Few people are aware of (or care about) the role that beryllium plays in people’s lives, but a last minute, unexpected expansion of a workplace rule regulating it may push numerous people out of a job.
Beryllium is an extremely light metal that forms a strong alloy when combined with various other metals. It is a key material in the construction of spaceships and satellites, as well as other items that must be able to withstand potentially high pressures.
It is also potentially harmful to humans if ingested in sufficient quantities. While few people receive any exposure to the element (which is quite rare) in their day‐to‐day lives, people who work in industries that use beryllium may be exposed to dust containing particles of the metal.
In 2012 the Obama administration announced that it was contemplating reducing the already-low exposure standards for industrial workers, and 2015 OSHA proposed a rule to limit worker exposure to beryllium beyond current standards. The proposal targeted the industries and production procedures that created the greatest risk of exposure, such as the manufacture of beryllium alloy.
The rule explicitly precluded workers exposed to extremely low levels of airborne beryllium, such as those performing abrasive blasting work with coal slag in the construction and shipyards industries. The logic for excluding construction and maritime work from the OSHA rule was that the benefits of the rule covering those industries appeared to be rather slight compared to the anticipated compliance costs. Such industries already take stringent measures to prevent workers from being exposed to potential toxins, which includes beryllium. Abrasive blasting in particular is already subject to over two dozen OSHA rules governing worker safety, including preventative measures to avoid undue exposure to airborne chemicals.
The various entities who stood to be impacted by the revised law — the workers and their labor unions, manufacturers, and other interested parties — offered comments on the proposed rule over the following year. However, during that time the administration offered little indication that it would significantly alter the proposed rule, and the industries most likely to be impacted had begun contemplating the its impact of the new rule on their operations.
However, when the final rule was finally issued, less than two weeks before the end of Barack Obama's term, the scope had been unexpectedly widened to include those previously exempted industries.
While the administration felt no apparent compunction about making a radical last minute change, it did feel obliged to offer some direction to companies affected by the expansion of the new rule, and how they might manage to adjust their operations in a cost-effective way. One potential approach to mitigate worker exposure, it averred, would be to simply automate their operations so that the production process involves fewer people.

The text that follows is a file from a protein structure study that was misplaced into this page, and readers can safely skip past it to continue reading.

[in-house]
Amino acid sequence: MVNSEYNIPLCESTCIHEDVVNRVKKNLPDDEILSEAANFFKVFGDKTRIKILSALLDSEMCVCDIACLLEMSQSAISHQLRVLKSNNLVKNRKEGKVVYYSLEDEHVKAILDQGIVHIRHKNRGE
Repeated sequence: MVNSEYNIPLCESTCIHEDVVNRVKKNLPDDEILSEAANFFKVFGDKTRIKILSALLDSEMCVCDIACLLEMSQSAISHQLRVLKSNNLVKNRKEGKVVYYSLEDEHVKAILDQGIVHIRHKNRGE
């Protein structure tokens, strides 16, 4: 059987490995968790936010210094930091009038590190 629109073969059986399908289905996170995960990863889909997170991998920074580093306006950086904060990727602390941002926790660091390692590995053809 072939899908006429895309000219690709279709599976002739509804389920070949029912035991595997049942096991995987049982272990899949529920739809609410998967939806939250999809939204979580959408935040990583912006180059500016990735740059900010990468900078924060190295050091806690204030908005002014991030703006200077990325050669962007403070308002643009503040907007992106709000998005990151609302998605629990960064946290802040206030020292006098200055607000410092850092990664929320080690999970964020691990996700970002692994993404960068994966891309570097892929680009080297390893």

While that may seem to be a common-sense recommendation for an administrative body, it's a politically tone-deaf, potentially counterproductive suggestion.
This avowed capitalist gives no truck to protests against the general mechanization of society today, which has led to a resurgence of luddism in certain quarters. The rapid technological advances of the last two centuries have led to an enormous improvement of productivity that has greatly expanded our standards of living across the income distribution.
However, the government’s explicit direction that companies automate in the name of protecting workers against a potential health hazard that would likely not survive an honest cost-benefit analysis is not the path to increased prosperity.
While it may not seem intuitive to most people, excessive regulation imposes real costs on society — the minimal safety gains that the last-minute extension of the enhances beryllium standards will do little to improve the safety of workers while costing the economy thousands of jobs.
The Trump administration has stayed the enactment of the beryllium rule, along with various other last-minute regulations enacted by the Obama administration. It would do well to reexamine the rule and its last-minute modifications and ensure that those changes past a stringent cost-benefit test.